Alicia Glen on 421a: “If you broke it, you better figure out how to fix it”

Deputy mayor also provides update on the city's affordable housing initiative

New York /
Oct.October 25, 2016 12:02 PM

It was supposed to be an occasion to tout the growth of construction in New York City. But the conversation at the New York Building Congress breakfast Tuesday morning inevitably turned to 421a, the death of which is seen as a major barrier to developing rental housing.

“If you broke it, you better figure out how to fix it,” said Alicia Glen, deputy mayor for housing and economic development. She didn’t say explicitly who “broke it,” though she urged the audience to “continue to put pressure on our leaders in Albany to get this done.” 

In June 2015, the State Legislature granted an extension to the abatement program with revisions, which included requiring developers to make a certain percentage of their projects’ units affordable. Those changes were championed by the city, but the measure ultimately expired in January. Other possible replacements have been floated — including a wage subsidy program proposed by Gov. Andrew Cuomo — but are yet to be realized.

“It’s nearly impossible to finance rental construction in New York City without a tax benefit, and our housing market simply leans too heavily on condo as it is,” Glen said.

Glen, who joined the administration from Goldman Sachs’ Urban Investment Group , also provided an update on the mayor’s affordable housing initiative — to build or preserve 200,000 affordable units over the next decade. She said the administration has financed 55,309 affordable apartments in the past two years — up from the 52,936 units Mayor Bill de Blasio announced in July. Still, the mayor’s Mandatory Inclusionary Housing program has faced some resistance from City Council members and it’s unclear how it will ultimately pan out.

“We are on budget and ahead of schedule,” Glen said. “Yes, we have 144,000 to go, but it’s not like we haven’t been doing anything.”

Tuesday’s event coincided with the release of the Building Congress’ latest construction outlook report. The organization forecasts that construction spending will reach $127.5 billion through 2018.  The report also urged for the revival of 421a and the expansion of design-build authority in the state.

“Success is what we have in the New York City construction market right now,” said Richard Anderson, president of the Building Congress said. “We’ve got to keep the good times rolling.”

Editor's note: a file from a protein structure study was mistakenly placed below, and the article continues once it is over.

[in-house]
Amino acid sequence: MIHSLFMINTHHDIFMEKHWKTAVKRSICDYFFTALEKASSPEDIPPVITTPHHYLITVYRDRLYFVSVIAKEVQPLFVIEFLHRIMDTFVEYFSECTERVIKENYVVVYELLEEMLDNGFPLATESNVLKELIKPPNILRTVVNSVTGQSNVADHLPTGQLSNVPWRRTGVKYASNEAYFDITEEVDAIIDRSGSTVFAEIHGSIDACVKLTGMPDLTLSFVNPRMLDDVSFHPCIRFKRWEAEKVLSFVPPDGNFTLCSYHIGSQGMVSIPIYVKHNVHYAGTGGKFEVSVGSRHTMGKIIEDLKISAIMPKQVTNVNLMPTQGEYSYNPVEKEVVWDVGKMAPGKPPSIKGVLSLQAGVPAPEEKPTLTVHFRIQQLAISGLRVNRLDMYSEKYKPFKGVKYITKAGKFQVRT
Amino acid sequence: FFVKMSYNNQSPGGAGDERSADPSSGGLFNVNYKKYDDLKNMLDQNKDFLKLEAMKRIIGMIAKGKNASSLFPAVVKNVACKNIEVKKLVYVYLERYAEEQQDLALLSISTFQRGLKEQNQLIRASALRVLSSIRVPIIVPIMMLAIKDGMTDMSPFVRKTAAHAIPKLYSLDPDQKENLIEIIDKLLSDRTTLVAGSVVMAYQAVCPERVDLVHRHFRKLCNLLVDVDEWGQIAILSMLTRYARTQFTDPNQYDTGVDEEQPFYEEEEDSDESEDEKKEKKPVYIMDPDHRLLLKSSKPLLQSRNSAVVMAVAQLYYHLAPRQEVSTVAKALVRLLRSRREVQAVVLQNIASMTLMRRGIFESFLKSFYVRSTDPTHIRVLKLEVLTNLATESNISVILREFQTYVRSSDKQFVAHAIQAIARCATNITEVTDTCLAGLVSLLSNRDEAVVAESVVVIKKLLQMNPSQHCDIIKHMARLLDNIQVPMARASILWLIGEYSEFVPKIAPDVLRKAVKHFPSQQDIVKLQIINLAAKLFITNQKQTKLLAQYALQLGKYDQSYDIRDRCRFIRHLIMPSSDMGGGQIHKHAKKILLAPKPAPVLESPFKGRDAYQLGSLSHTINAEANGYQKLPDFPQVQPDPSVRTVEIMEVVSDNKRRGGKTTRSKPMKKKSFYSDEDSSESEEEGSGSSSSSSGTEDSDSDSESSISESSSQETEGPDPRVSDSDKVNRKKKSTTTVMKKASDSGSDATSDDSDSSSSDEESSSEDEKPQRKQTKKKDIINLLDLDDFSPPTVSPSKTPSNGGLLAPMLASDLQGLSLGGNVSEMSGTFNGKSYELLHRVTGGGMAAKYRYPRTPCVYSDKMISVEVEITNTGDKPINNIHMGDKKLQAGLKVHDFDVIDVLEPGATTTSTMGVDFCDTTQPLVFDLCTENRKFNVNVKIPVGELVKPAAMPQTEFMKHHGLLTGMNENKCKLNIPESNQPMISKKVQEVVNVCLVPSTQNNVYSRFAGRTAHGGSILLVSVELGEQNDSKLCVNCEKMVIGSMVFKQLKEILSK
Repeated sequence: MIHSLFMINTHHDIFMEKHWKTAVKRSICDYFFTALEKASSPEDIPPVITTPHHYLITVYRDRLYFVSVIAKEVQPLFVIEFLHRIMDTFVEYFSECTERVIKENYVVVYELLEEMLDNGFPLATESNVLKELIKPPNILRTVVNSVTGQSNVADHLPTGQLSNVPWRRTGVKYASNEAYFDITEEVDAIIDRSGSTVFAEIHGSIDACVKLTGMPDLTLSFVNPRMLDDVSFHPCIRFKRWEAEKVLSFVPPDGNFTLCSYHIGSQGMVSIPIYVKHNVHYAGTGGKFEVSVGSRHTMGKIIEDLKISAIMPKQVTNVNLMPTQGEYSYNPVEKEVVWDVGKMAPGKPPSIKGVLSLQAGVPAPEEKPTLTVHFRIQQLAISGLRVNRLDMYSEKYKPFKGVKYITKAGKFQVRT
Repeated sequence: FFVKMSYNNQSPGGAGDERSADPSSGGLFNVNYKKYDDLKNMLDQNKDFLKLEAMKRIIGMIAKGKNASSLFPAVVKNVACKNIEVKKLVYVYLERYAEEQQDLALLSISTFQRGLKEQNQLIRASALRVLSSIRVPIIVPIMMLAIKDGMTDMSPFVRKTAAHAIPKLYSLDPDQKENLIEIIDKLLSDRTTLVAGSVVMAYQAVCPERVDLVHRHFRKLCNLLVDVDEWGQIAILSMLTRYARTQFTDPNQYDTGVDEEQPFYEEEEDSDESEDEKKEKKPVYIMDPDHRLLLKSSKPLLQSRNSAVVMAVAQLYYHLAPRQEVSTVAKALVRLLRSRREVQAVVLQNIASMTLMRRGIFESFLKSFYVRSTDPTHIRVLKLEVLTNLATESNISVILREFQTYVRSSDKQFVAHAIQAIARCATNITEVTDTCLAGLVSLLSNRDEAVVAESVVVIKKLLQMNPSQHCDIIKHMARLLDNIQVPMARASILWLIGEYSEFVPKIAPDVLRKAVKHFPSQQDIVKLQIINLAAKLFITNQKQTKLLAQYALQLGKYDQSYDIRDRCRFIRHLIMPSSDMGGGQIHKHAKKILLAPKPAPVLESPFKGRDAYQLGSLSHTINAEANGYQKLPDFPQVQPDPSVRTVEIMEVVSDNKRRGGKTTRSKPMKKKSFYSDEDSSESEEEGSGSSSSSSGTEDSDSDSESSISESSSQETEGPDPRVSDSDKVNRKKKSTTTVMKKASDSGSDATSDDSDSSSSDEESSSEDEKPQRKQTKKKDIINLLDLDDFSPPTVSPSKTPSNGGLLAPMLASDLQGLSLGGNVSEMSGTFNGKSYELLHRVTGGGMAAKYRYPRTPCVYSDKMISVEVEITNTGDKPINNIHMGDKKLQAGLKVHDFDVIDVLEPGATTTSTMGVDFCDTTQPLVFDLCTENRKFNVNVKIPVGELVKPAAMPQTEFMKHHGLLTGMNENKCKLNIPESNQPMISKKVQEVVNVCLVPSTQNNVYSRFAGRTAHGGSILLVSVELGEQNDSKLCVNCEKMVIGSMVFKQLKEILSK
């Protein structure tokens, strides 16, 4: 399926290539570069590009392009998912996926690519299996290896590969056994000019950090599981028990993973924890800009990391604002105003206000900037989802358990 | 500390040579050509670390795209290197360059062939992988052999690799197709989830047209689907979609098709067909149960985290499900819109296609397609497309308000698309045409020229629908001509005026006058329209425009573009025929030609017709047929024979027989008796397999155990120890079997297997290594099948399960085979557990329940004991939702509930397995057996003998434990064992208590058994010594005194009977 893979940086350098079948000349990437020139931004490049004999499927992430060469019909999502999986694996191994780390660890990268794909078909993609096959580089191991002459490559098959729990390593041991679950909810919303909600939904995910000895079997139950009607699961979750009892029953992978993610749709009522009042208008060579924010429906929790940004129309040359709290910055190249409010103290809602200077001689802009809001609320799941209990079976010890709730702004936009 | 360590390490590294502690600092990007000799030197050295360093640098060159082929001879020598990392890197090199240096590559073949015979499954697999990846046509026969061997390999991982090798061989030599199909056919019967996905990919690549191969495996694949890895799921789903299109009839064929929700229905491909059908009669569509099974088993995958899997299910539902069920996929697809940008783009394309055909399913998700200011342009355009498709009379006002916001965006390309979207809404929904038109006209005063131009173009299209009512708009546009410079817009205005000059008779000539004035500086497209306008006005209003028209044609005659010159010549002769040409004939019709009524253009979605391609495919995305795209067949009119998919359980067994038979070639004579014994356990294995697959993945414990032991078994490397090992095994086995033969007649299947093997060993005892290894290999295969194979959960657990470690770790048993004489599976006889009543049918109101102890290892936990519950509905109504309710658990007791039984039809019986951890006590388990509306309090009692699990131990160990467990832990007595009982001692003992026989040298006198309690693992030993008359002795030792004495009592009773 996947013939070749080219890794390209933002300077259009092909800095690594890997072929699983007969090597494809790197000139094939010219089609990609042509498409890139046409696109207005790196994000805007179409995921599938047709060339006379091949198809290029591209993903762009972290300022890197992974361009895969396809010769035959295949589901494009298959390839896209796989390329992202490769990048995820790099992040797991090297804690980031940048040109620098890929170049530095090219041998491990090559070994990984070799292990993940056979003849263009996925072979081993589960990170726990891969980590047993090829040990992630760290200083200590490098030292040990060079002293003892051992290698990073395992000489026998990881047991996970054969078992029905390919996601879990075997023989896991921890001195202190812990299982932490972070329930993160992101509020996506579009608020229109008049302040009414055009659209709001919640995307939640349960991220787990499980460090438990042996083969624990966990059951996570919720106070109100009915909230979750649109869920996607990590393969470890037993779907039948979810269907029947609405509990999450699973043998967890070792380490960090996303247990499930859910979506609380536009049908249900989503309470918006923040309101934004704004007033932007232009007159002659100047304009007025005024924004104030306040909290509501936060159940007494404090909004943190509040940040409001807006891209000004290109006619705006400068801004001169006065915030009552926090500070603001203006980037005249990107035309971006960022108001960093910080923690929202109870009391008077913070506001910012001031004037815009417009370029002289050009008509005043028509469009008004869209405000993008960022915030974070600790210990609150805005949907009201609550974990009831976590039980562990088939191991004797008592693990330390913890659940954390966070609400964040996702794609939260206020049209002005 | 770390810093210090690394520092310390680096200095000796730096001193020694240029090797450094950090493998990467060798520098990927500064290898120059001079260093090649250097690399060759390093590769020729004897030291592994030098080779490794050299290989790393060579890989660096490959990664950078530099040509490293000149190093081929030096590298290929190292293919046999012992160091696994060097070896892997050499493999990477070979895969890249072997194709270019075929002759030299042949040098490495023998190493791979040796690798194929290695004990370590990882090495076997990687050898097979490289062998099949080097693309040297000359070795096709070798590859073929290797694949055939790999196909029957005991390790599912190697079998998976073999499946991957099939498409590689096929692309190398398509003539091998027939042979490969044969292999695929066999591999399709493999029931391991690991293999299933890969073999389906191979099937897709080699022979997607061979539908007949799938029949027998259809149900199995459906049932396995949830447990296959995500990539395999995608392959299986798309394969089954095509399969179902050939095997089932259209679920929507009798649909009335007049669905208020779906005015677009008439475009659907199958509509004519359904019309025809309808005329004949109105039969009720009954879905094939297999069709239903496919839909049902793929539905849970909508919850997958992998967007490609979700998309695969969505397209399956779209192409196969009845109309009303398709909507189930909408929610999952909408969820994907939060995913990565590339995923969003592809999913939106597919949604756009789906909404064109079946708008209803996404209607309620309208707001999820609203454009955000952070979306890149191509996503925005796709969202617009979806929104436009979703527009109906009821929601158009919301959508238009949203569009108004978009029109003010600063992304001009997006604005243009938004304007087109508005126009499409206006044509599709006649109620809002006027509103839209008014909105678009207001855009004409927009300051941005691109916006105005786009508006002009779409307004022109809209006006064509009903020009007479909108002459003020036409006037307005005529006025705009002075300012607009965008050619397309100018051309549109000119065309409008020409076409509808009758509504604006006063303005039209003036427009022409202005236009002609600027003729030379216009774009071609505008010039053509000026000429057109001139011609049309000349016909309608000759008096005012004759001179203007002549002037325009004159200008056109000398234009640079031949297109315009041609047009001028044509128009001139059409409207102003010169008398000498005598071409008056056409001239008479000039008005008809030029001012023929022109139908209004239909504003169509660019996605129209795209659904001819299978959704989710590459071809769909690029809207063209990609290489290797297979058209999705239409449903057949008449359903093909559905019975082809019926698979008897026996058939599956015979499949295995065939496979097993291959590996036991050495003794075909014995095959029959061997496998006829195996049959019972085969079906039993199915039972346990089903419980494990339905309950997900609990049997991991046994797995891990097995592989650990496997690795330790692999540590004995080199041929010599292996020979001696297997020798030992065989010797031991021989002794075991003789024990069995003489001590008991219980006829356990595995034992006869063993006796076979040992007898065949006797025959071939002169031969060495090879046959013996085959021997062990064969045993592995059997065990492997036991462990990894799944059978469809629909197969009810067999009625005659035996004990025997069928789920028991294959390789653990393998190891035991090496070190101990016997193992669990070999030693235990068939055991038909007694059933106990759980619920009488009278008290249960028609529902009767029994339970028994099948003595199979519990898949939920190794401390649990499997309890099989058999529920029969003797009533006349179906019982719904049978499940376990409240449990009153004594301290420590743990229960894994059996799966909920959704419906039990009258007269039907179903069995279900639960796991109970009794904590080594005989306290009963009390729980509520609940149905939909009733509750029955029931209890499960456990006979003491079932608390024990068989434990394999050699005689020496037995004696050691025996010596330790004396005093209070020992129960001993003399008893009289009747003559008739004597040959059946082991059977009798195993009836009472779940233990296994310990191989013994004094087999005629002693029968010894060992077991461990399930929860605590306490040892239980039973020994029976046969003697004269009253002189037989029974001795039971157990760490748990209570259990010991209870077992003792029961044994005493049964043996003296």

Related Articles

arrow_forward_ios
A rendering of 165 Broome Street (Credit: Handel Architects)

Nonprofit plans affordable housing development near Essex Crossing

Nonprofit plans affordable housing development near Essex Crossing
All Falls Down: Kanye West’s “Star Wars”-themed affordable housing plan hits snag

All Falls Down: Kanye West’s “Star Wars”-themed affordable housing plan hits snag

All Falls Down: Kanye West’s “Star Wars”-themed affordable housing plan hits snag
From left: Google's Sundar Pichai, Facebook's Mark Holliday, and Factory_OS's Rick Holliday and Larry Pace (Getty; Factory_OS; iStock)

Facebook, Google back modular housing startup

Facebook, Google back modular housing startup
Union Square and Mayor Bill de Blasio (Getty)

City drops bid to require special permits for Union Square hotels

City drops bid to require special permits for Union Square hotels
Mayor Bill de Blasio and Governor Andrew Cuomo (Getty)

Real estate braces for new restrictions as virus cases surge

Real estate braces for new restrictions as virus cases surge
A rendering of 153-10 88th Avenue in Jamaica (Photo via Zara Realty)

Zara Realty plans 218K-sf Jamaica development

Zara Realty plans 218K-sf Jamaica development
MayorBill de Blasio and Queens Democratic Council member Costa Constantinides (Getty)

De Blasio signs bill capping emissions at rent-regulated buildings

De Blasio signs bill capping emissions at rent-regulated buildings
President elect Joseph Biden with Mitch McConell, President Trump and Nancy Pelosi (Getty)

Lame-duck Congress will resume stimulus package talks

Lame-duck Congress will resume stimulus package talks
arrow_forward_ios

The Deal's newsletters give you the latest scoops, fresh headlines, marketing data, and things to know within the industry.

Loading...